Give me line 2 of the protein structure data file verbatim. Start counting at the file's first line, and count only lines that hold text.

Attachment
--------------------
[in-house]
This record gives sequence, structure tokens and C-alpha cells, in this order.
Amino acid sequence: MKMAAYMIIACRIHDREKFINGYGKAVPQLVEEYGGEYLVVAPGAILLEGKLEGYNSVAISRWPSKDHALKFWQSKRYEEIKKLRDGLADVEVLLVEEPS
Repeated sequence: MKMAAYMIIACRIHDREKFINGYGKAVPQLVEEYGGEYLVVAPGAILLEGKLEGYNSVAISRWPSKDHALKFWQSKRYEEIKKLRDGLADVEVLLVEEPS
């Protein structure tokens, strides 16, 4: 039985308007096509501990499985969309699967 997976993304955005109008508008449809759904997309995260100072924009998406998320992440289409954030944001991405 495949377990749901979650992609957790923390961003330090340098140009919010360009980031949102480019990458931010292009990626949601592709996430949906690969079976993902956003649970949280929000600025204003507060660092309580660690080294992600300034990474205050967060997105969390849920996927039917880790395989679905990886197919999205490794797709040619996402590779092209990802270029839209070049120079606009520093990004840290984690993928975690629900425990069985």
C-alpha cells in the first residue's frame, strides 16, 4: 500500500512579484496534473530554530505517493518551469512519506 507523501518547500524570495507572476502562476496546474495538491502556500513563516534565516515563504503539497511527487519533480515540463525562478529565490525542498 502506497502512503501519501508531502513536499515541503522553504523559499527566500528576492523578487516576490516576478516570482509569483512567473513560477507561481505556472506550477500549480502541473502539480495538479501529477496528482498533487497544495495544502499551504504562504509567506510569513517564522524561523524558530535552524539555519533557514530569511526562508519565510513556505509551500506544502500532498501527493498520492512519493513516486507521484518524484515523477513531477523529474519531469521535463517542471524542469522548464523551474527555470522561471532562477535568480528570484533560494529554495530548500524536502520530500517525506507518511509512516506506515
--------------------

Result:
This record gives sequence, structure tokens and C-alpha cells, in this order.